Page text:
Really, checklists! We live in a world that has at our disposal pre-designed checklists in Word, Excel and all kinds of checklists you can download for free.

It’s Complicated

Architects of course have had checklists at their disposal. The AIA’s D200 form is a color-by-numbers step-by-step guide that hand-holds you the way through the design process . But it’s necessarily a false comfort – as Gawande makes clear.

I have resorted to using checklists – but clandestine, hiding them in my file or side drawer – embarrassed that I was unable to trust that I had kept every step, action, question, material, system, deliverable in my head and needed to rely on a list, as one does when food shopping.

The 1995 AIA D200 checklist lays out the architectural design process step by step in a color by number format where all you need to do is connect the dots and voila! You have a building. The architect has the comfort of knowing what to do, when to do it, and what to look out for down the road.

 

According to the AIA, the D200™–1995, Project Checklist is a convenient listing of tasks a practitioner may perform on a given project. This checklist will assist the architect in recognizing required tasks and in locating the data necessary to fulfill assigned responsibilities. By providing space for notes on actions taken, assignment of tasks, and time frames for completion, AIA Document D200–1995 may also serve as a permanent record of the owner’s, contractor’s and architect’s actions and decisions.

A checklist of this sort acts as a back-up system – where I look like a hero when we get to that part of a meeting and someone says “anything else?” and I list 3 or 4 items than no one else had thought of. Don’t thank me. Thank the AIA.

Who needs scenario planning when you have a time-proven list of what to expect in front of you?

 

“The truly great don’t have checklists”

 

But architects pride themselves on keeping everything they need to know in their head. Having to rely on a checklist is a sign of weakness to some surgeons – and no doubt to architects.

 

Besides, as Gawande mentions, checklists aren’t cool.

As Gawande writes: “It somehow feels beneath us to use a checklist, an embarrassment. It runs counter to deeply held beliefs about how the truly great among us – those we aspire to be – handle situations of high stakes and complexity. The truly great are daring. They improvise. They do not have protocols and checklists. Maybe our idea of heroism needs updating.”

We don’t picture architects Herzog and Demeuron with a checklist. But that is probably because their staff keeps them under wraps and out of sight. But no one doubts that they keep them.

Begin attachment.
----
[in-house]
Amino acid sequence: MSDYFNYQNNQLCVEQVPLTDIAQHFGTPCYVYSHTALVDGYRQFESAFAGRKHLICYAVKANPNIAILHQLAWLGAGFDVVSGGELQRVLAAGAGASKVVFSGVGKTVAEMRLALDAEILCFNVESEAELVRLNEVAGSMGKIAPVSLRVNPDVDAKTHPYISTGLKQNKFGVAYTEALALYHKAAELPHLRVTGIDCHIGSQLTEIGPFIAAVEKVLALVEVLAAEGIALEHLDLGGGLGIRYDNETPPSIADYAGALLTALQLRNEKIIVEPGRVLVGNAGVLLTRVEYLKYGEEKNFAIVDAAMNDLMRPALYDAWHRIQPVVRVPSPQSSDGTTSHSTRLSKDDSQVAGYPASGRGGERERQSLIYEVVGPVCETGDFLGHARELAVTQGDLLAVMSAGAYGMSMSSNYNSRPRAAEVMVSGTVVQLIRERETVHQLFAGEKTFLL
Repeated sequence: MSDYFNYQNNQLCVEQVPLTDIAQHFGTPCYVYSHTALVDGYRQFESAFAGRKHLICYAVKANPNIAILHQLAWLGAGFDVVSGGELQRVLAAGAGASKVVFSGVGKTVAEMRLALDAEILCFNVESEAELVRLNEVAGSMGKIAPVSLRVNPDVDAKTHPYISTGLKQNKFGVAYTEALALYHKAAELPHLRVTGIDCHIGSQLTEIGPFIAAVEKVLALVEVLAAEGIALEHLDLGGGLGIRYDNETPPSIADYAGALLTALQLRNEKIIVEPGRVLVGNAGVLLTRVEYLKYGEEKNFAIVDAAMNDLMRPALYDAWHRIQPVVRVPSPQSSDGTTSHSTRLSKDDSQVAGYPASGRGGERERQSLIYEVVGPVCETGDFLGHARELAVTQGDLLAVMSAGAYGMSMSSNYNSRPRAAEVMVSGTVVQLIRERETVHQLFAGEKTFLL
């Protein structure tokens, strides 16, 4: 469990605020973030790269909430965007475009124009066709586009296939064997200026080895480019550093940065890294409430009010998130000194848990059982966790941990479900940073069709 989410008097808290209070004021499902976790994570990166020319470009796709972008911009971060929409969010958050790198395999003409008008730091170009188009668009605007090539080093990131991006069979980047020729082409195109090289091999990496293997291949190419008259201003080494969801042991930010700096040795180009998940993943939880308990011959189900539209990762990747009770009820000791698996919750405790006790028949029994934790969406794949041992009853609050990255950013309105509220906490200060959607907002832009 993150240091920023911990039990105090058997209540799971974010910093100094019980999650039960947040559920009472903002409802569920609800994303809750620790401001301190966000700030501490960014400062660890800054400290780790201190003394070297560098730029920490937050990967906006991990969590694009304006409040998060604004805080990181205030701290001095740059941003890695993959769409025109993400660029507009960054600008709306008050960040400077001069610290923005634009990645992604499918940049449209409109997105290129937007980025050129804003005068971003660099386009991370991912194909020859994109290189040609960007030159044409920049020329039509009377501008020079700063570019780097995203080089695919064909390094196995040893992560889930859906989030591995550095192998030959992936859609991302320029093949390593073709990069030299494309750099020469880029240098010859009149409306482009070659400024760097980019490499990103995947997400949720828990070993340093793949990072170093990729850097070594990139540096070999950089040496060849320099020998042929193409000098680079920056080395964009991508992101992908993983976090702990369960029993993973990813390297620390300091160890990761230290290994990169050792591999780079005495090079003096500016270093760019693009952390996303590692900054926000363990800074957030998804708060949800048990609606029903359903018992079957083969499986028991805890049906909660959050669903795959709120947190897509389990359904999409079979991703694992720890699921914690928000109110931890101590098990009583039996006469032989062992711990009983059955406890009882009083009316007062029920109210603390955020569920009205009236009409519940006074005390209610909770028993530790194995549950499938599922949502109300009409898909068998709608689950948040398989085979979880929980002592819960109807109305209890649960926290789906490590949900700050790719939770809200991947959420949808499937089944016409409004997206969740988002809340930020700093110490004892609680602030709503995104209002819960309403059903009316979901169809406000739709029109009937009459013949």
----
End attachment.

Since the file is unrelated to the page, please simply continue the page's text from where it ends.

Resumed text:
Gawande points out in his book that each project by nature of being a one-off is unique and so no one checklist will serve.

This is true – anyone who has resorted to one of the checklist books – Fred Stitt’s Working Drawing Manual, Pat Guthrie’s Cross-Check: Integrating Building Systems and Working Drawings, or Guthrie’s forthcoming 688 pages 4th edition of his The Architect’s Portable Handbook: First-Step Rules of Thumb for Building Design Publisher: from McGraw-Hill –

 can attest to that. They are at best cursory, sometimes random, skipping around from reminding you to put in flashing to reminding you to submit for permit.

These field guides, handbooks and lists, by addressing the technology and science of building, give the design professional the false feeling of safety and security – they’re no substitute for covering your tracks by looking things up and crossing your T’s, nor for direct communication with your fellow project teammates and collaborators.

As one reviewer put it, “As in all of his work, Dr. Gawande latest book brilliantly reminds us all of the huge value of getting the human interaction side right to accompany the advancements in science and technology that his (and other’s) field of work has witnessed. It highlights the inadequacy of technical expertise when not joined by an equal (maybe greater) emphasis on strengthening our relationships with those we work with and care about.”

Anyone working with complexity and readers already familiar with Gawande’s previous books, Better: A Surgeon’s Notes on Performance and Complications: A Surgeon’s Notes on an Imperfect Science, will find The Checklist Manifesto no less an informative, entertaining and thought-provoking book.